Drug for MS Reactivated Virus Causing Deadly Brain Disease

Researchers from the Beth Israel Deaconess Medical Center have recently reported findings that a certain virus known to be responsible for a deadly brain disease may be reactivated in MS patients who are being treated with the drug natalizumab. The said virus, known as the JC virus, is known to be responsible for causing PML or progressive multifocal leukoencephalopathy, a rare brain disease that is usually seen to affect mostly AIDS patients as well as those with compromised immune systems.

According to Igor Koralnik, MD and Director of the Human Immunodeficiency Virus/Neurology Center at BIDMC and the senior author of the study, the JC virus is usually found in about 90 percent of the population. It usually lies dormant and causes no problems for most of the time. But according to Dr. Koralnik, the JC virus can reactivate and then travel to the brain which can then lead to the development of PML, a destructive brain disorder that may cause several symptoms such as dementia, paralysis, blindness and seizures. There is no cure currently available for PML and patients afflicted with the condition usually die within a year after diagnosis.

About four years ago, two patients who participated in the clinical trial testing of the MS treatment drug natalizumab were found to have developed PML. "This was the first time we had seen PML develop in patients with multiple sclerosis," said Dr. Koralnik. The scientists believe that the drug’ effect of preventing lymphocytes from crossing the blood-vessel wall may give the opportunity for the virus to reactivate and develop into PML. "The drug appeared to be something of a double-edged sword," observed Dr. Koralnik. "Not only was it keeping dangerous cells from entering the brain, it was also keeping out the protective virus-fighting lymphocytes, thereby leaving patients vulnerable to this dangerous infection."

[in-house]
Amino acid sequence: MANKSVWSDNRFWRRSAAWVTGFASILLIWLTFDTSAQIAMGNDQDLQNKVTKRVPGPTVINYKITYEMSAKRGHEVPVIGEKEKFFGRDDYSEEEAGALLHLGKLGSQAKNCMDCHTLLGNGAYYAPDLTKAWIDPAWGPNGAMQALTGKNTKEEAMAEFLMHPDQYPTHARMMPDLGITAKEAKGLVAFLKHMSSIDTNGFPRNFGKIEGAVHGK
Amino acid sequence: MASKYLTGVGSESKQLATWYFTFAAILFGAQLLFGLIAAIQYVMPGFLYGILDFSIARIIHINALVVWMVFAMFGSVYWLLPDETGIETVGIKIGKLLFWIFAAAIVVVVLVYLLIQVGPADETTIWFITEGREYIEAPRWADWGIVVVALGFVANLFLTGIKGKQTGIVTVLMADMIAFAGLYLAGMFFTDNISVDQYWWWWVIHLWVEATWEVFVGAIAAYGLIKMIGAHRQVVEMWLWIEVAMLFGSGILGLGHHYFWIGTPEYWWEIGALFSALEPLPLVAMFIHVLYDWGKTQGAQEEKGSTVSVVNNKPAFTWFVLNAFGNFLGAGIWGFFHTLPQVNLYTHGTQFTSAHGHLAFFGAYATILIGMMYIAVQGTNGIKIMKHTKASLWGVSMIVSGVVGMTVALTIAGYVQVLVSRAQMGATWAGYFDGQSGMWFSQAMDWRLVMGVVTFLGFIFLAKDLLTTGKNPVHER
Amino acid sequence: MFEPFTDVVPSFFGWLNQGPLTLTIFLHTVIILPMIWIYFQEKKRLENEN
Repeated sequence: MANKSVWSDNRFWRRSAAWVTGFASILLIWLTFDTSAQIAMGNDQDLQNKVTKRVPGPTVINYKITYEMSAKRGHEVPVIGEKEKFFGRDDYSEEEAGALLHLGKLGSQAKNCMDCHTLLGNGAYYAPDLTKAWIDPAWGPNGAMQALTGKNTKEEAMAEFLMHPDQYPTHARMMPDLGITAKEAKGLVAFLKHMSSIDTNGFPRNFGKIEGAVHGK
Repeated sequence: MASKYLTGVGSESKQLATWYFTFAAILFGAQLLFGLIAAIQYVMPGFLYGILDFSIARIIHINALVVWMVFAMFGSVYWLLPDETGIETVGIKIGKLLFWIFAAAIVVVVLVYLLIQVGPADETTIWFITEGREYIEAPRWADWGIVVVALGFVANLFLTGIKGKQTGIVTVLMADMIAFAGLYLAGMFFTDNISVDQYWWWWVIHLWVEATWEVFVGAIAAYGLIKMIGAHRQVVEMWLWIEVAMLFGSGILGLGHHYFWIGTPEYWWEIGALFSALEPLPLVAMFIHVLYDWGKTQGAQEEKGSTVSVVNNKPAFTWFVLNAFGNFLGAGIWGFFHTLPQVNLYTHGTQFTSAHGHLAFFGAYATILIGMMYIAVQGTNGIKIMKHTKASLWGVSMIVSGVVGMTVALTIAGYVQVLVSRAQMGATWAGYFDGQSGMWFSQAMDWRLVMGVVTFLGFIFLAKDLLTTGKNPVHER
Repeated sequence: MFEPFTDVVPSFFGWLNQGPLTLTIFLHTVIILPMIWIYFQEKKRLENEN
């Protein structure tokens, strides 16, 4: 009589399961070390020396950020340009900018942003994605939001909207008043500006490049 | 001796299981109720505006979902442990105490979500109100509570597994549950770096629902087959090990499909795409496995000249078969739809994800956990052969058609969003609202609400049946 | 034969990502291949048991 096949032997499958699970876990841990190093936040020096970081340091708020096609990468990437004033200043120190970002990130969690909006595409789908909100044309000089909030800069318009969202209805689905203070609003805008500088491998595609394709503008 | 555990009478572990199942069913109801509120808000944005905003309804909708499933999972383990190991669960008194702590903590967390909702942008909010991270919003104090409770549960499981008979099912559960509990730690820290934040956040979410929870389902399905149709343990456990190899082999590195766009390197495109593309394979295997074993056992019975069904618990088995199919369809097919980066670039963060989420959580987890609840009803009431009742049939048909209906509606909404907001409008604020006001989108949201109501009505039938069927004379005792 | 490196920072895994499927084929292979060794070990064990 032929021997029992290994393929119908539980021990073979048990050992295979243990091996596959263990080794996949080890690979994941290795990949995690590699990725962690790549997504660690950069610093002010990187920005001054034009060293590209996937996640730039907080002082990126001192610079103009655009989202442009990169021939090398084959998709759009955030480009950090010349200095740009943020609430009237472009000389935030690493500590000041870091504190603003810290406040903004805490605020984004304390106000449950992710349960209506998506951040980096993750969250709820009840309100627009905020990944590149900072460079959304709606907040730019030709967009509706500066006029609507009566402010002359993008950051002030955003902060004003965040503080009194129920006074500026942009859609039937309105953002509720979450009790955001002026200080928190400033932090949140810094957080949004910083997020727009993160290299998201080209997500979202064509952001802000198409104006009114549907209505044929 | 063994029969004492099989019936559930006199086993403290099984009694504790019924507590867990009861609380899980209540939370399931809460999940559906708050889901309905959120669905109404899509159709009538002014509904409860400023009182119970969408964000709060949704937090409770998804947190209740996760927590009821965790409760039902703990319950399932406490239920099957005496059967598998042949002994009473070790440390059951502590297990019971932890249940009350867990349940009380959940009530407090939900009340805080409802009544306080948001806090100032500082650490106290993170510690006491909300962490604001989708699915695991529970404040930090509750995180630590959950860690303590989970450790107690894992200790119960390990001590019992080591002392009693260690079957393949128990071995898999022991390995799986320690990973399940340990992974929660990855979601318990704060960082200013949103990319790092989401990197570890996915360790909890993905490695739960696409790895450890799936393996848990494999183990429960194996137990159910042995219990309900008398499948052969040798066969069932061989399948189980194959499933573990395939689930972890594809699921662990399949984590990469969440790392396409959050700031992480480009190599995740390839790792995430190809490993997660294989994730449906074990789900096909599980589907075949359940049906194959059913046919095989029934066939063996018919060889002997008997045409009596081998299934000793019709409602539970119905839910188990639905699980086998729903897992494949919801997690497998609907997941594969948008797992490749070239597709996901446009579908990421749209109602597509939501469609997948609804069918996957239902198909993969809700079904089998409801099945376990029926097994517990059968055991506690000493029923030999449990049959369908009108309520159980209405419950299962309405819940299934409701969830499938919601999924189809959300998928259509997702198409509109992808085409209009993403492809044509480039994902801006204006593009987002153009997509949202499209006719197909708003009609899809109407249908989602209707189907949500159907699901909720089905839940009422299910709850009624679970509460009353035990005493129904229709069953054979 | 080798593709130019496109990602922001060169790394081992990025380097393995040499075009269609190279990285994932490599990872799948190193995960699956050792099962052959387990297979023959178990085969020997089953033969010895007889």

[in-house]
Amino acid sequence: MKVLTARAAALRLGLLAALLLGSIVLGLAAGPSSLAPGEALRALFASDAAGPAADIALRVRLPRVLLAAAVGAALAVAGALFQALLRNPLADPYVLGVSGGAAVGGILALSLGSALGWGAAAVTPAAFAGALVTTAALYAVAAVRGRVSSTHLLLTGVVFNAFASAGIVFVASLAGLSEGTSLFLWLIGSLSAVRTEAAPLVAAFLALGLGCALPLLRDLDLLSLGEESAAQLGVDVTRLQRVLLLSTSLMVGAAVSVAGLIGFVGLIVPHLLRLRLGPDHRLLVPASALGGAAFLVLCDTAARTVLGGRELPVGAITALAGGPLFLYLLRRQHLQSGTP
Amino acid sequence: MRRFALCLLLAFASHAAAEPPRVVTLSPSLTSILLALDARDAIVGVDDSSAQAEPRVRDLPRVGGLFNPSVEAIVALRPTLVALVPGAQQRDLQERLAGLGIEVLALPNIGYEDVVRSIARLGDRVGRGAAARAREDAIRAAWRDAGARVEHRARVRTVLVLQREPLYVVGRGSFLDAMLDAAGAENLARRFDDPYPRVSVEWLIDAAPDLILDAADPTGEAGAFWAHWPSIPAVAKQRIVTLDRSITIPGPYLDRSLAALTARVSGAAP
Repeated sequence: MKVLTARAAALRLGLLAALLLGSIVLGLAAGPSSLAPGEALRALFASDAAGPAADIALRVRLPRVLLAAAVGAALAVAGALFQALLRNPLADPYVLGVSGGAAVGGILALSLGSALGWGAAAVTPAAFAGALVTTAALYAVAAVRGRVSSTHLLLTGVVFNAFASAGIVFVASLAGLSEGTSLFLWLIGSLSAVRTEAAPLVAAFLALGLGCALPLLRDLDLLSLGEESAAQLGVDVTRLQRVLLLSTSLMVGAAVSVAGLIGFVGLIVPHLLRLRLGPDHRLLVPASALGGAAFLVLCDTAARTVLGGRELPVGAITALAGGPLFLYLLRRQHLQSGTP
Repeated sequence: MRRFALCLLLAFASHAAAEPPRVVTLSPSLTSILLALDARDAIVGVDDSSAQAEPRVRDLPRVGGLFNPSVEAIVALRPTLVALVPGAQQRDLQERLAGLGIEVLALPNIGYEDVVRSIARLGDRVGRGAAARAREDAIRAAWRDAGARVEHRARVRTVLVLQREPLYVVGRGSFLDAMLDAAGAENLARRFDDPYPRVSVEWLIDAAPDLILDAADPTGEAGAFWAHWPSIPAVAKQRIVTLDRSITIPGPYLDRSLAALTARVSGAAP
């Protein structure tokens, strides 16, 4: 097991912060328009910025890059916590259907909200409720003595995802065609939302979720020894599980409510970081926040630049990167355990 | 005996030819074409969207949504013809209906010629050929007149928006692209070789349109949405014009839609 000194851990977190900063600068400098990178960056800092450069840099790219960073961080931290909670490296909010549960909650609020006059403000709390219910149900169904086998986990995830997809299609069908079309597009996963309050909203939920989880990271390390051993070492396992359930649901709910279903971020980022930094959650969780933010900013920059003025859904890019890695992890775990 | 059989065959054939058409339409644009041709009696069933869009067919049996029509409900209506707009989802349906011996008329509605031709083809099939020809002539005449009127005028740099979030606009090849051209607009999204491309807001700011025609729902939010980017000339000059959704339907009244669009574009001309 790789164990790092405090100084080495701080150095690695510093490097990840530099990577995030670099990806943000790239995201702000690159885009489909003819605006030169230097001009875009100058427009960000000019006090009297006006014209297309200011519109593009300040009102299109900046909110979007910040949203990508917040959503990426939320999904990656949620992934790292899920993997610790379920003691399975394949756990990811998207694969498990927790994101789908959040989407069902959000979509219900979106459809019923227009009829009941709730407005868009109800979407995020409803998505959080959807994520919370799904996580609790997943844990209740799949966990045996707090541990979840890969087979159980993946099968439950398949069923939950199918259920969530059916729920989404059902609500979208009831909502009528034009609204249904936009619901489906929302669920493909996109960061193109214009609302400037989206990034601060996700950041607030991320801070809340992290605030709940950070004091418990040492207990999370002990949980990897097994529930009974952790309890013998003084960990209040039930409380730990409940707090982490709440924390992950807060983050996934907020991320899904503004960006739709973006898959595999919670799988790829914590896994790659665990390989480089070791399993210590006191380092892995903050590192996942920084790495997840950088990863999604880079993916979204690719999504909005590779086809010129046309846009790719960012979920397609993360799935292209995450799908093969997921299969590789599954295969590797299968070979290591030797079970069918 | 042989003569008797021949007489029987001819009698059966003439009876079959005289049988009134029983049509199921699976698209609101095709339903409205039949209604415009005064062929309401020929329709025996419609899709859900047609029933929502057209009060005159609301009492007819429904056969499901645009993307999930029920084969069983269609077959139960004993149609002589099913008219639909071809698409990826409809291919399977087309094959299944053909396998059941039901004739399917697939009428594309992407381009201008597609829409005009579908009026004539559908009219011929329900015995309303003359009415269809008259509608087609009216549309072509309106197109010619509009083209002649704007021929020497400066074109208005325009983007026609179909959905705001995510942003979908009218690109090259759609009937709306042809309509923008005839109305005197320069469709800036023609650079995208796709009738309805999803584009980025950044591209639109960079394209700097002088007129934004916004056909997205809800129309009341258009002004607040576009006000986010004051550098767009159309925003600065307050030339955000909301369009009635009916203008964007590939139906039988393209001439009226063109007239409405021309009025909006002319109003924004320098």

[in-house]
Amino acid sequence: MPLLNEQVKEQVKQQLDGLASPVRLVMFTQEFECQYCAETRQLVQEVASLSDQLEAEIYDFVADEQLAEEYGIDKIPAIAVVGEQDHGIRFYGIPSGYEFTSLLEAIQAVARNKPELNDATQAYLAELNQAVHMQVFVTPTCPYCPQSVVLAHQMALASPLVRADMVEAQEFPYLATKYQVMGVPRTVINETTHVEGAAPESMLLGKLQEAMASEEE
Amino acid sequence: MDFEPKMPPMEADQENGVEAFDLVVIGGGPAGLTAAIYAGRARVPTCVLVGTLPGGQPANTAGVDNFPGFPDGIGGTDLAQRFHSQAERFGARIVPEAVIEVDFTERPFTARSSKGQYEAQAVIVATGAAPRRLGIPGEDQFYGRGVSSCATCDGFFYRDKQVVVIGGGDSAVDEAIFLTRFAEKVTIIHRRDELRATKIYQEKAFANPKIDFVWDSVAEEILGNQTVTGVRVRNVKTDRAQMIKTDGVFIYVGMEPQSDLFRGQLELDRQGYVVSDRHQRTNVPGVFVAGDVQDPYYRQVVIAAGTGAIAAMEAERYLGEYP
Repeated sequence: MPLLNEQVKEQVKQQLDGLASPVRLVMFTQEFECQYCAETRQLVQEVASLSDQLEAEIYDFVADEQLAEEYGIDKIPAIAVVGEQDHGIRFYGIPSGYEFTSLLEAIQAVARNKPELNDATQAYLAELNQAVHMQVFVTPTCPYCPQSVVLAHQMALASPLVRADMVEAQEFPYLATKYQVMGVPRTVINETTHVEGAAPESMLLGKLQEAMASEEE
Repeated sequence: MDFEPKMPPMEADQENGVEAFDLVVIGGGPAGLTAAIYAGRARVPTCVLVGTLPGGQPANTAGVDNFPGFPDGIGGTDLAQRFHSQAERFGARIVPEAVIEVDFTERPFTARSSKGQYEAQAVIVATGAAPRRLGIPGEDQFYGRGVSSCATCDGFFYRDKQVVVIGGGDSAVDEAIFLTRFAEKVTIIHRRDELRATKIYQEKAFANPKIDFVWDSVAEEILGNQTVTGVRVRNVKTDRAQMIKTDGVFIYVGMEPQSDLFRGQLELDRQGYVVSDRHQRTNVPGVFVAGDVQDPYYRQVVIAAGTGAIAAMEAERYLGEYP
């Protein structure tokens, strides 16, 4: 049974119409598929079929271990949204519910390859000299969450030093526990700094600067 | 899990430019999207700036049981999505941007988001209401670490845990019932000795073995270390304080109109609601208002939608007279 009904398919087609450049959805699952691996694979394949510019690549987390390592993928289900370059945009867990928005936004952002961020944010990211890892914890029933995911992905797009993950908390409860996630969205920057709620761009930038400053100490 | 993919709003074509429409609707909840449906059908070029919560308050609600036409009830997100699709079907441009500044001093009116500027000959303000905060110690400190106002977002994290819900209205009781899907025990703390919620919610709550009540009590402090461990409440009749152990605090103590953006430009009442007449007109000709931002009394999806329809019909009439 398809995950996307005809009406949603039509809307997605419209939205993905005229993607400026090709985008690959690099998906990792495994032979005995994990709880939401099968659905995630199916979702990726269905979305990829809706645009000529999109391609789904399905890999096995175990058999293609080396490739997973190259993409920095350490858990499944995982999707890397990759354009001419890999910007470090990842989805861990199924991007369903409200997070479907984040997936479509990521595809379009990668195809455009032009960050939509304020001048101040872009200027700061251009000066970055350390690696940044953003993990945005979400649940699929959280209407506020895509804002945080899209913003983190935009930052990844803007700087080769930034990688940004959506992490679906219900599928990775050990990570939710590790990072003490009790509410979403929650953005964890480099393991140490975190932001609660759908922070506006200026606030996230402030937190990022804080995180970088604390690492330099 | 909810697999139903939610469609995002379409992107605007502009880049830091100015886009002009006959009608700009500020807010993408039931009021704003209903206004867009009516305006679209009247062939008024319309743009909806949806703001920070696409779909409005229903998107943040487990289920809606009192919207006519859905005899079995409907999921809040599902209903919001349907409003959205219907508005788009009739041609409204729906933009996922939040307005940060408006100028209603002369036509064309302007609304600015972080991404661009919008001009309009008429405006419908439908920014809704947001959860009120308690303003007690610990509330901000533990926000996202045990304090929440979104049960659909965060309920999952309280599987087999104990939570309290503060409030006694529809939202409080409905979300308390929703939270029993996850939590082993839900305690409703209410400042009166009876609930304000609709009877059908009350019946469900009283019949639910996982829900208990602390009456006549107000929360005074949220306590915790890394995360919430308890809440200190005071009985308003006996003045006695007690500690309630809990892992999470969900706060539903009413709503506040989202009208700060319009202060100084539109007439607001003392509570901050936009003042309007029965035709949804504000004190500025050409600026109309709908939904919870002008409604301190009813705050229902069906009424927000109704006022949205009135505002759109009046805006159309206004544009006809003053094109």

"If impaired immune surveillance due to natalizumab treatment was responsible for the development of PML, we wanted to find out where in the body the JC virus reactivation was taking place," he further adds. So in order to find out, the team of scientists under Dr. Koralnik enrolled 19 MS patients for their study as they began their treatment for natalizumab. This included follow up studies in 3, 6, 12 and 18 month intervals as well as for post treatment.

The results of the study showed that urine measurements of the JC virus in the participants had a 19 percent increase during the start of the treatment. After 12 months of treatment, the measurements further increased to 63 percent. At 18 months, 60 percent of the participants showed blood samples with the JC virus entering into the blood cells, as compared to only one patient with the virus found on the blood sample after 12 months of treatment with natalizumab.

According to Dr. Koralnik, "This pilot study shows for the first time that natalizumab not only prevents the migration of protective T lymphocytes, but it also directly affects the cells’ potency against the JC virus. It further tells us that reactivation and transformation of the virus may first occur in the kidney and that once the activated virus spills into the blood it can easily spread to the brain."

Source: Beth Israel Deaconess Medical Center. "Virus Responsible For Deadly Brain Disease Found In MS Patients Treated With Natalizumab." ScienceDaily 11 September 2009. 15 September 2009 .

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